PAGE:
Bolstered by revival in private consumption and government spending, India is set to exit the recession caused by the coronavirus pandemic in the third quarter of this fiscal, projected rating agency ICRA. The agency estimated Indian economy to record a rise of 0.7 per cent in Q3 FY21, after two very unfavourable quarters.
The forecasted growth in Q3 FY2021, while undoubtedly mild and uneven, is nevertheless welcome, as it signifies that the economy has exited the COVID-19 pandemic-induced recession, ICRA said in a statement on Tuesday. The GDP figures for the December quarter are scheduled to be released on February 26.
However, there is still a long way to go, as certain sectors are still feeling the pinch of the COVID-19-induced disruption, said Aditi Nayar, Principal Economist, ICRA.
"Encouragingly, almost all the non-agricultural lead indicators that we track recorded a continued, albeit uneven, improvement in volume terms in Q3 FY2021. This pickup benefitted from the continued unlocking of the economy, uptick in consumption during the festive season, as well as higher central government spending. Moreover, most of the tracked indicators rebounded to a growth on a YoY basis in that quarter, although this was on the low base of Q3 FY2020," Nayar said.
"The outliers that continued to contract in Q3 FY2021 included sectors such as aviation, reiterating that the contact-intensive portion of the economy will take longer to recover," she further pointed out.
Government expenditure will play a major role in India's economic revival, ICRA noted. After recording a YoY decline of 14.2 per cent in Q2 FY2021, Government of India's non-interest revenue expenditure increased 22.9 per cent in Q3 FY2021. Moreover, for the 19 state governments - Andhra Pradesh, Chhattisgarh, Gujarat, Haryana, Himachal Pradesh, Jharkhand, Karnataka, Kerala, Madhya Pradesh, Mizoram, Nagaland, Odisha, Punjab, Rajasthan, Sikkim, Telangana, Tripura, Uttar Pradesh and Uttarakhand - revenue expenditure marginally rose by 0.4 per cent last quarter after contracting 14.3 per cent in Q2 FY2021.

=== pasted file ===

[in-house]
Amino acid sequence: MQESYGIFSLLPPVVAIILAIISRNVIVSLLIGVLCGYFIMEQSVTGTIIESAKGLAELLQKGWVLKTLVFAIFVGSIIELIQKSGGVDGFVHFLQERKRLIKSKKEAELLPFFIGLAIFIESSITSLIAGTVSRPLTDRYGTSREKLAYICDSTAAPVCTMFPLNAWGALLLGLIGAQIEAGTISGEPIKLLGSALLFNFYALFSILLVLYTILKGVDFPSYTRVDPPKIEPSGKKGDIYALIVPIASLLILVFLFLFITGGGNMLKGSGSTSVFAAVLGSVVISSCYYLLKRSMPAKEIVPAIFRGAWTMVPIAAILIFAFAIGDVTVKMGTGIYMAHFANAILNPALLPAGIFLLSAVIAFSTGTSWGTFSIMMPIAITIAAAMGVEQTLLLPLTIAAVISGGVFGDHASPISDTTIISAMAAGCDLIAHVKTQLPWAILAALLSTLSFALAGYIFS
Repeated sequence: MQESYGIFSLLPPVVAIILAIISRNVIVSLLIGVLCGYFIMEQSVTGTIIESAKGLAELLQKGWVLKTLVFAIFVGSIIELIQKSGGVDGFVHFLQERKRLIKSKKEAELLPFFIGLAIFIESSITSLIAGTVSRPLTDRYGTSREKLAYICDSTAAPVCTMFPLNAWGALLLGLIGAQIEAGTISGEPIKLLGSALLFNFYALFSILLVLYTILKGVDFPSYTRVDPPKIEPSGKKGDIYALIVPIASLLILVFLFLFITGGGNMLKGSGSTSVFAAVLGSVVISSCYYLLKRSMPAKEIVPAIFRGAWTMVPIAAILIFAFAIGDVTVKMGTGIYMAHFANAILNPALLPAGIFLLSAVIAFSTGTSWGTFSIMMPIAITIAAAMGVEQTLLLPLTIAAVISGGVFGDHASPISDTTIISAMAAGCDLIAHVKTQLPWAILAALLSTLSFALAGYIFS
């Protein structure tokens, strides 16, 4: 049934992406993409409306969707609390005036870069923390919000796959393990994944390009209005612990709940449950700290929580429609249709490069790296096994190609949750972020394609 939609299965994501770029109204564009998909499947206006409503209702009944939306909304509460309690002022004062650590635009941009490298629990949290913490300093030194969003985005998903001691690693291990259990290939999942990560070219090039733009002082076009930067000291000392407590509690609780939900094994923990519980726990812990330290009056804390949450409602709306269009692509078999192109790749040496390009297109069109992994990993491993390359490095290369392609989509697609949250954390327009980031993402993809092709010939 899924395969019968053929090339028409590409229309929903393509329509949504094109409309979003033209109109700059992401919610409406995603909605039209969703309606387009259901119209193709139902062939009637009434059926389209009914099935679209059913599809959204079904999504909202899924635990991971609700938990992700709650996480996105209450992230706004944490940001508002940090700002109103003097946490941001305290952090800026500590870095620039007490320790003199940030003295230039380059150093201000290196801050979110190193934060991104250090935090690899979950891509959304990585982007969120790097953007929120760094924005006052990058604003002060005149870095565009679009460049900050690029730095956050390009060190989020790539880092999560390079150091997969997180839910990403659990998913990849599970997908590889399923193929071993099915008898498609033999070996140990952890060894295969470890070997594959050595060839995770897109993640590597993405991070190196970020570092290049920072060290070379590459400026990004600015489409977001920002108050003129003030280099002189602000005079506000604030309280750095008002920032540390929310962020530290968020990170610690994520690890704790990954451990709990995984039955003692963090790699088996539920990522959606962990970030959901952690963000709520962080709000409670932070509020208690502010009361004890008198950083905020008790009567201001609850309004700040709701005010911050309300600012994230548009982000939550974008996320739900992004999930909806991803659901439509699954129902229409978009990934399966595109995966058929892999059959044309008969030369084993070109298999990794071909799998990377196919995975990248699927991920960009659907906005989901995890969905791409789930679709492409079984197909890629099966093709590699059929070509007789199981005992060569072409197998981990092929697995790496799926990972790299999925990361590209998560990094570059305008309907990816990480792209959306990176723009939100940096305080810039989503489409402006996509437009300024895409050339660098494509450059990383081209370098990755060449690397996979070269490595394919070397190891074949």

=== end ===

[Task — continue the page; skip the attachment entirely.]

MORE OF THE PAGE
"ICRA expects that the revival in central government spending supported the Indian economy's exit from the recession in Q3 FY2021," Nayar said.
Centre's capital expenditure and net lending increased by a significant 117.7 per cent in Q3 FY2021, in contrast to the contraction of 39.1 per cent in Q2 FY2021, ICRA mentioned. The capital outlay of the aforementioned 19 state governments continued to contract, although the pace of the YoY decline narrowed to 14.1 per cent in Q3 FY2021 from 41.8 per cent in the previous quarter, it added.
Regarding private consumption, consumer confidence only saw a modest growth, due to weaker recovery in the informal and contact-intensive sectors, as evinced in the Reserve Bank of India's (RBI) Consumer Confidence Survey.
"In contrast, healthy kharif output and crop procurement continued to buoy rural farm sentiment. Moreover, the migration of labour back to urban areas is expected to have restarted remittances and added to the consumption of the non-farm part of the rural economy, ICRA stated.
Overall, consumer durables production increased by a healthy 6.4 per cent in Q3 FY2021, in contrast to a contraction of 9.8 per cent in Q2 FY2021, while the growth in consumer non-durables rose to 2.5 per cent from 0.4 per cent, respectively, ICRA said.
The contraction in capital goods narrowed to 1.1 per cent from 12.8 per cent, respectively, suggesting that gross fixed capital formation recovered further in Q3 FY2021 despite the subdued momentum of new project announcement and completion.
ICRA expects the gross value added (GVA) at basic prices to have risen by 0.7 per cent in Q3 FY2021, in contrast to the 7.0 per cent contraction in Q2 FY2021, led by industry (to +2.1 per cent from -2.1 per cent) and services (to -1.1 per cent from -11.4 per cent), with a steady performance of agriculture, forestry and fishing (to +3.5 per cent from +3.4 per cent).
"In our assessment, the formal part of the Indian economy has shrugged off the pandemic blues and is gaining traction at the cost of the smaller and less formal segment. This is hastening the process of the formalisation of the economy and contributing to a consolidation in favour of the larger and more reputed players in certain sectors. While the informal and contact-intensive sectors will certainly heal more gradually, the lack of adequate proxies constrains a deeper analysis of the state of their recovery,"
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